On the supplier side of the supply chain, you should do the same thing. Instead of placing orders 12 months in advance (to make sure you get your piece of the pie), reserve certain capacities with key suppliers and commit to buying certain raw materials on the long-term. This will ensure you can specify as late as possible which SKU you need them to produce for you, so you can cope with the increased market volatility.

The bandwidth is shrinking

On top of the intricate connections between siloes and external supply chain stakeholders, companies now also have to incorporate environmental and social standards into their S&OP ecosystem.

Regarding sustainability, companies not only have to keep track of their own emissions, for instance, but they also have to follow-up on the emissions at their suppliers and customers. And from a social point of view, we also want to put our supply chain in the right social context, and make sure our suppliers are behaving in a socially-responsible way – which might be a big concern in the fashion industry or in retail as a whole.

As the environmental ceiling is falling and the social foundation is rising the bandwidth we have to operate our S&OP ecosystem is getting smaller and smaller. Meanwhile, we still have to deal with competition fighting for the same customers and suppliers, trying to attract financing from the same markets, and competing in the same labour market. So, even if we can integrate our S&OP processes internally, and with our key customers and suppliers, how are we going to control this ecosystem that’s under stress from multiple sides?

The need to merge and align

The answer lies in the amount of planning processes we have in place in our S&OP. Below, you can see some of the common planning processes I regularly come across in companies, which is already quite a lot.

Screenshot 2024-05-13 at 09.40.29

When I then ask my customers how many software tools or planning systems they have in place to control these processes, the general picture is equally spread-out. If you are lucky, you have only one variant of these systems, but you can easily end up with quite a landscape of different software tools.

And this brings me to my next point: to me it feels like we never really thought through how these different systems need to be integrated and that is an issue because disconnected planning tools and processes create the inverse of agility, with duplicate information, different assumptions and delays in the exchange of information between the different systems. Perhaps this way of working was good enough as a solution 20 years ago when markets were relatively stable. Now, unfortunately, the world has become more volatile and more demanding regarding sustainability goals, so what we have been doing in the past is simply not going to cut it anymore.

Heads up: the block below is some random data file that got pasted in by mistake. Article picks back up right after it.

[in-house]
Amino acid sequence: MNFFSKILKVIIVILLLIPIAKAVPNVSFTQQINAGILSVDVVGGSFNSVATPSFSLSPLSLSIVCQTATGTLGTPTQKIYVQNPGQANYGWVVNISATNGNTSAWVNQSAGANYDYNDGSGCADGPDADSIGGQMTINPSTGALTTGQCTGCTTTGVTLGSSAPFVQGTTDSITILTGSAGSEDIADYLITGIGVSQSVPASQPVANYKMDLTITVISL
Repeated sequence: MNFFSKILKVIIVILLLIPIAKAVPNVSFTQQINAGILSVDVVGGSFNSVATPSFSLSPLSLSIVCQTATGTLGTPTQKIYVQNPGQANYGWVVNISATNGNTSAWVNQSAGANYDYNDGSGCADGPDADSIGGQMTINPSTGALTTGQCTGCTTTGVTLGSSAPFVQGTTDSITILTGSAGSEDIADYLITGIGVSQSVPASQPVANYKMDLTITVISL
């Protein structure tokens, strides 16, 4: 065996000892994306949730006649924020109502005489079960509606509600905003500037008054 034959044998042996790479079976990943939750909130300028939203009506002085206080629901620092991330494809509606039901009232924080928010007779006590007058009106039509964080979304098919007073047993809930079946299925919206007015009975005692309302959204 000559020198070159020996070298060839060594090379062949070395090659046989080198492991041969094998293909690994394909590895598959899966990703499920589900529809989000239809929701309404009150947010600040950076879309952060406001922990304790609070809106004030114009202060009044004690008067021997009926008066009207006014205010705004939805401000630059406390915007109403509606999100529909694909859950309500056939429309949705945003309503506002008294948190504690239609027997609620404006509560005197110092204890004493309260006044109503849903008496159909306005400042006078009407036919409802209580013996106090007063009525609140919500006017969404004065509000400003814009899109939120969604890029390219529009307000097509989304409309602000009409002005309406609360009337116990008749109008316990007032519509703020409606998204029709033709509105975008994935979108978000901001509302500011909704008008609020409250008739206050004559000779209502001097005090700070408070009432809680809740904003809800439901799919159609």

A new vision on integrated planning and S&OP

How can we then potentially solve some of these issues, and how does my new vision on integrated planningcome into play?

The starting point is a true and native integration of financial planning and supply chain planning, as I mention in my second book. Up to 80% of these planning processes already overlap, and – even though Finance and Supply Chain may not like it – it’s a necessary step with the current volatility on both the demand and supply side of the supply chain. It's basically irresponsible to not have proper financial information in supply chain planning, or have proper supply chain information in financial planning.

Additionally, I’m seeing that the two are growing towards each other anyway, supply chain planning is becoming more financial and financial planning is becoming more detailed, as we want to better understand where the variances in our supply chain are coming from. And I also believe that the current tools are powerful enough to combine the two processes.

The only reason we're not integrating the two is because Finance doesn't trust Supply Chain and Supply Chain doesn't understand Finance. That might have been a good enough reason 20 years ago, but today, it’s an essential hurdle we need to overcome.

Once we have integrated those two we need to think through how we will connect marketing planning, sales planning, product planning and resource planning. The key thing here will be to share long-term planning data, and keep everyone aligned.

Then we will need to connect with key customers and key suppliers to create a collaborative forecasting process. And when we have that connectedness, we need to think through how we include sustainability and social metrics in our core decision-making of our planning processes.

This vision for S&OP I’ve called ‘Integrated Value Planning’.

Screenshot 2024-05-13 at 09.38.42